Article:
Beginning with Windows Server 2012, additional safeguards have been built into Active Directory Domain Services. These safeguards help protect virtualized domain controllers against USN Rollbacks, as long as the underlying hypervisor platform supports VM-GenerationID. Azure supports VM-GenerationID, which means that domain controllers that run Windows Server 2012 or later on Azure virtual machines have the additional safeguards.

When the VM-GenerationID is reset, the invocationID of the AD DS database is also reset, the RID pool is discarded, and SYSVOL is marked as non-authoritative. For more information, see Introduction to Active Directory Domain Services Virtualization and Safely Virtualizing DFSR

Failing over to Azure may cause resetting of VM-GenerationID and that kicks in the additional safeguards when the domain controller virtual machine starts in Azure. This may result in a significant delay in user being able to login to the domain controller virtual machine. Since this domain controller would be used only in a test failover, virtualization safeguards are not necessary. To ensure that VM-GenerationID for the domain controller virtual machine doesn't change, then you can change the value of following DWORD to 4 in the on-premises domain controller.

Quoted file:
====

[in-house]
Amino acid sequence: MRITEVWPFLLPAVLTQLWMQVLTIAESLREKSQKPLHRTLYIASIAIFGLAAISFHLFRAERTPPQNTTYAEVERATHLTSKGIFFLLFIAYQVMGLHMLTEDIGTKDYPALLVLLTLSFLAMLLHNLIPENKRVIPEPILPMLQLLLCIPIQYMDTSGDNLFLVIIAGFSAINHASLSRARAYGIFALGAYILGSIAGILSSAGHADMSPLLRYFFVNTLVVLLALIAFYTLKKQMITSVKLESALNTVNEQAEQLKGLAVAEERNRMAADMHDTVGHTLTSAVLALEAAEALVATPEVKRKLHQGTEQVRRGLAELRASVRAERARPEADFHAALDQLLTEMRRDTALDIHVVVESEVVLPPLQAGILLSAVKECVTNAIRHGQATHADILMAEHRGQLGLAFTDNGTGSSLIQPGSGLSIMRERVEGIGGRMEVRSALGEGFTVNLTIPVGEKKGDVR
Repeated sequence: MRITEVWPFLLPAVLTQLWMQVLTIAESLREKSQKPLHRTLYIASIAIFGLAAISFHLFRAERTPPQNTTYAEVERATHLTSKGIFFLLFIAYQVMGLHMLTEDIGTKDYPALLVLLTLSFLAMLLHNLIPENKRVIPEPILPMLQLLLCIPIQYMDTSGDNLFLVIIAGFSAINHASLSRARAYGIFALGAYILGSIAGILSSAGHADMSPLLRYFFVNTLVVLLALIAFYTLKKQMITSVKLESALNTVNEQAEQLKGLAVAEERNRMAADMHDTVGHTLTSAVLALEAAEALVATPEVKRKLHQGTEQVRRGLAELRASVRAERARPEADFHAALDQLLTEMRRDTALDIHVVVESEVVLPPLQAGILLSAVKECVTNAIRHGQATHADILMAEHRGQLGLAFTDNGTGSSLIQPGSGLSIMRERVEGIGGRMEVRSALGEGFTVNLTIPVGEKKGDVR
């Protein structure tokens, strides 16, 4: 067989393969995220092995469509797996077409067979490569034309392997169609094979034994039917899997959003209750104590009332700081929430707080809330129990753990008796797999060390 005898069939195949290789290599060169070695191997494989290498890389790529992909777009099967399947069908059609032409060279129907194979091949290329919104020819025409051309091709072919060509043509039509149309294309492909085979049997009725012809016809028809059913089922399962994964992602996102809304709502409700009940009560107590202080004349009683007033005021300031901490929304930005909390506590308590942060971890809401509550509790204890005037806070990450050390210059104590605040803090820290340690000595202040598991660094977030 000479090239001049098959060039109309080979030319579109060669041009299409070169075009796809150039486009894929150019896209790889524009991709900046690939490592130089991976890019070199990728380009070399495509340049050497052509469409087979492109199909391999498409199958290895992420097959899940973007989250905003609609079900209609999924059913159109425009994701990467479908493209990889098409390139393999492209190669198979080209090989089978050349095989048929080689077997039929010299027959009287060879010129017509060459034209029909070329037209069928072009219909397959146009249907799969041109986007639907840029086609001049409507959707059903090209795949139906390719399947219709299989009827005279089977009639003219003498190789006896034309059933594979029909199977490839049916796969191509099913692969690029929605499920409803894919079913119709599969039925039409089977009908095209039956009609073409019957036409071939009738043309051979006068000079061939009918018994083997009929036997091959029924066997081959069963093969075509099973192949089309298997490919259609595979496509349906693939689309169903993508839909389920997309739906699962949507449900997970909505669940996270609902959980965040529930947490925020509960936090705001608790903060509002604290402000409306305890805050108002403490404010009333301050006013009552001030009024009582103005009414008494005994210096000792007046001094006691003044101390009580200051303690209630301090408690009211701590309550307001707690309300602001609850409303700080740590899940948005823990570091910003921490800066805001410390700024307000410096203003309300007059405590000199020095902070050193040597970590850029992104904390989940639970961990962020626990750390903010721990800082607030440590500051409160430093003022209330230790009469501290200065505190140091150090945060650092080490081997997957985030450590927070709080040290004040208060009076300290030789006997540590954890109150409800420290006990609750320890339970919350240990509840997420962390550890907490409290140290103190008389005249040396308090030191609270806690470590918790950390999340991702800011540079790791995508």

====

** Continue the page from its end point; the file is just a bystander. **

HKEY_LOCAL_MACHINE\SYSTEM\CurrentControlSet\Services\gencounter\Start

Symptoms of virtualization safeguards

If virtualization safeguards have kicked in after a test failover, you may see one or more of following symptoms:

Generation ID change

Generation ID Change

Invocation ID change

Invocation ID Change

Sysvol and Netlogon shares are not available

Sysvol Share

Ntfrs Sysvol

Any DFSR databases are deleted

DFSR DB Delete

Important

Some of the configurations described in the following section are not the standard/default domain controller configurations. If you don't want to make these changes to a production domain controller, then you can create a domain controller dedicated to be used for Site Recovery test failover and make these changes to that.

Troubleshooting domain controller issues during test failover

On a command prompt, run the following command to check whether SYSVOL and NETLOGON folders are shared:

NET SHARE

On the command prompt, run the following command to ensure that the domain controller is functioning properly.

dcdiag /v > dcdiag.txt

In the output log, look for following text to confirm that the domain controller is functioning well.

  • "passed test Connectivity"
  • "passed test Advertising"
  • "passed test MachineAccount"

If the preceding conditions are satisfied, it is likely that the domain controller is functioning well. If not, try following steps.

  • Do an authoritative restore of the domain controller.